Will's Last Word: Common Sense From An Unlikely Source

Will Palaszczuk
September 30, 2019 - 1:53 pm

(Photo Credit: Justin Sullivan/Getty Images)

While trying to maintain my philosophy as a political apathetic, the last place I would look toward as the bastion of common sense in governmental matters is the state of California.

What a surprise it was, last month, to find out The Golden State's legislature passed a law that requires as much common sense as it took Mack Brown to realize his best shot to beat Clemson was to go for two on his team's final offensive possession.

California Governor Gavin Newsom signed a bill into law Monday morning that would not punish student athletes for seeking compensation on their name, image and likeness, something that continues to be mindlessly verboten under NCAA regulations.

This topic has generated many minutes of discussion on our airwaves, driving opponents of the legislation to bemoan "the end of college sports as we know it". While I'm all for gallows humor, I still have yet to see one opponent of the bill and of this way of thinking point out any harm that exists in allowing the main dictators of the growth of college sports a larger piece of the pie.

The NCAA generates $900 million on its biggest revenue cash cow, the Men's Basketball Tournament. Add in another $600 million annually for the College Football Playoff, and that creates $1.5 Billion in cash, the majority of which is split by college administrators who never hit a free throw or catch a pass.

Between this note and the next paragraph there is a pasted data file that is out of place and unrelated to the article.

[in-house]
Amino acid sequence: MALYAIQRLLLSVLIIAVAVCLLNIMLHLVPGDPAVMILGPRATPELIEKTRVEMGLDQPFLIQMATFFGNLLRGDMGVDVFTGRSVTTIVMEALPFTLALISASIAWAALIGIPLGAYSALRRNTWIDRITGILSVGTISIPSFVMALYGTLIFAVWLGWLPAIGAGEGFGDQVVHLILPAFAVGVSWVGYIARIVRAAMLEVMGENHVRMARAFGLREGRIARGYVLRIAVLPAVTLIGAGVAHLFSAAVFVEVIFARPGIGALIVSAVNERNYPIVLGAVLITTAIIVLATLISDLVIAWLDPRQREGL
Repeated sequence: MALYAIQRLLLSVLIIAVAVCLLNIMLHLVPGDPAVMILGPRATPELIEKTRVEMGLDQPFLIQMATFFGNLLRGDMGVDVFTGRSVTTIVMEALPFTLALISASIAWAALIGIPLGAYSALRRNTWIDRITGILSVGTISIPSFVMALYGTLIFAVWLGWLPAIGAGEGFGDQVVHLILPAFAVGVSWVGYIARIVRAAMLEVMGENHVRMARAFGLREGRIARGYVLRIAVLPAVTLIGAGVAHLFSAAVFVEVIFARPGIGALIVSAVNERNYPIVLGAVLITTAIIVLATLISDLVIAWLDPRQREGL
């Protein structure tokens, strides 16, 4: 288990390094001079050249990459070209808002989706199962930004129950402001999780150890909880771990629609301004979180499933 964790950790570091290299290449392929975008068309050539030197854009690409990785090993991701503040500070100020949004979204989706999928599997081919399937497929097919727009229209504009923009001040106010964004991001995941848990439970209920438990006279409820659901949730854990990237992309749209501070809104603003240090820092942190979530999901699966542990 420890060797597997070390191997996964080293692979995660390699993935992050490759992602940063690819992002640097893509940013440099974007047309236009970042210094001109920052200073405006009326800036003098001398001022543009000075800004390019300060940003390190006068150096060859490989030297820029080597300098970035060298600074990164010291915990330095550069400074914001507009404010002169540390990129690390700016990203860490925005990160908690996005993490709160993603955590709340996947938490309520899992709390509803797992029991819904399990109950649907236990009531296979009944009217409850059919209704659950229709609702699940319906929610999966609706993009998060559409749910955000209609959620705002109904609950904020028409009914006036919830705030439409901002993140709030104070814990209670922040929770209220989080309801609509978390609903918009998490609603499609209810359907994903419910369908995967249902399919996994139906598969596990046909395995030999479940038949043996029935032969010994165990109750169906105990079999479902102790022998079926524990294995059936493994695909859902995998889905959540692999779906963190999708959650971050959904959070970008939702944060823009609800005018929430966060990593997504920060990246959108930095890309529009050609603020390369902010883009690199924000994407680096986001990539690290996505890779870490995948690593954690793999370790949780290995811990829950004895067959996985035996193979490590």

"But these kids are on scholarship!"

A common argument for those against the pay-for-play movement is that the kids are "paid" via scholarship and the cost-of-attendance stipend. This provides the players the bare minimum to attend class, eat at the training table and pay for housing. There's no way for them to earn discretionary income, as their sports ask for their committment 12 months out of the year. I've talked to multiple players off the record in the past and currently as student athletes who lament the inability to do something as simple as go to the movies, take their girlfriend on a date or buy her flowers. While most people on the outside see the lavish livings of the Clemson and South Carolina Indoor Facilities, not every college has a palace of that nature, and that's hardly the only place they spend their time.

"But paying the players will cause inequity among the team!"

Some believe that paying the players will create a chasm between the quarterback and main skill players from the rest of the team, clearly ignoring that this dynamic already exists. Even though his name isn't on the jersey, you see more people wearing Trevor Lawrence's number 16 on their backs than they do anyone else on the squad. To act like the "pay for play" movement only affects a select few is a naive way to look at something that has the potential to benefit players from all sports. I use the example on my show all the time about the tennis and golf athletes giving lessons or hosting clinics in a way to raise their profile at universities whose name carries as much weight as pro teams. Could you imagine the attendance of a Doc Redman Golf Instruction camp during his time at Clemson? Or USC National Champion tennis player Paul Jubb hosting a tennis clinic on the South Carolina campus? Acting as if only marquee players from the two biggest sports would be able to benefit from this legislation comes from the same lack of innovation that has the public's perception of the NCAA crumbling before its very eyes.